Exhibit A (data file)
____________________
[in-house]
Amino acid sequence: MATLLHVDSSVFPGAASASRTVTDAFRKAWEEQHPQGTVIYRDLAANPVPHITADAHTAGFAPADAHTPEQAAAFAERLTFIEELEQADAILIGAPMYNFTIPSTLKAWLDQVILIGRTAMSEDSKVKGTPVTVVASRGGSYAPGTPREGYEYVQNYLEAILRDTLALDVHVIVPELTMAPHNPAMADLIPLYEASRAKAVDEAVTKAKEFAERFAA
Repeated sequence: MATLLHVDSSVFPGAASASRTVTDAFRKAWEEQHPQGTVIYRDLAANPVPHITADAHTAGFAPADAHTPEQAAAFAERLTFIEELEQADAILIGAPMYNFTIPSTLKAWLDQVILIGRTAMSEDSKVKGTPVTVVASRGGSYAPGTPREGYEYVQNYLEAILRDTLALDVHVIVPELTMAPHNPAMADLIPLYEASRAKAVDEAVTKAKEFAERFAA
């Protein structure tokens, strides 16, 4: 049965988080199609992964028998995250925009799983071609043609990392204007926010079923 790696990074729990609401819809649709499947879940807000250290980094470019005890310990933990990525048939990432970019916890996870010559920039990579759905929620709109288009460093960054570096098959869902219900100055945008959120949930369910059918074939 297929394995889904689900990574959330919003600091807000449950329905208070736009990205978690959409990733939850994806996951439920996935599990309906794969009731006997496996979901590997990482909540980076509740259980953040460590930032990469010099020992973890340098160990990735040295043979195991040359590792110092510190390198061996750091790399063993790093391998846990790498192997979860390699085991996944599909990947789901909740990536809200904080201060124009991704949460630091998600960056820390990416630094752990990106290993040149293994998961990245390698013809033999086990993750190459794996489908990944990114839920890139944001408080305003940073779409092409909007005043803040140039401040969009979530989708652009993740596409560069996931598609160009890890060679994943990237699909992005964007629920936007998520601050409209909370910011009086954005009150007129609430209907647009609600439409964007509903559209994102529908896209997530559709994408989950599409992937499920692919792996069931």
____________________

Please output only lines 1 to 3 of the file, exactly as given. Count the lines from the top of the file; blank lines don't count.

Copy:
[in-house]
Amino acid sequence: MATLLHVDSSVFPGAASASRTVTDAFRKAWEEQHPQGTVIYRDLAANPVPHITADAHTAGFAPADAHTPEQAAAFAERLTFIEELEQADAILIGAPMYNFTIPSTLKAWLDQVILIGRTAMSEDSKVKGTPVTVVASRGGSYAPGTPREGYEYVQNYLEAILRDTLALDVHVIVPELTMAPHNPAMADLIPLYEASRAKAVDEAVTKAKEFAERFAA
Repeated sequence: MATLLHVDSSVFPGAASASRTVTDAFRKAWEEQHPQGTVIYRDLAANPVPHITADAHTAGFAPADAHTPEQAAAFAERLTFIEELEQADAILIGAPMYNFTIPSTLKAWLDQVILIGRTAMSEDSKVKGTPVTVVASRGGSYAPGTPREGYEYVQNYLEAILRDTLALDVHVIVPELTMAPHNPAMADLIPLYEASRAKAVDEAVTKAKEFAERFAA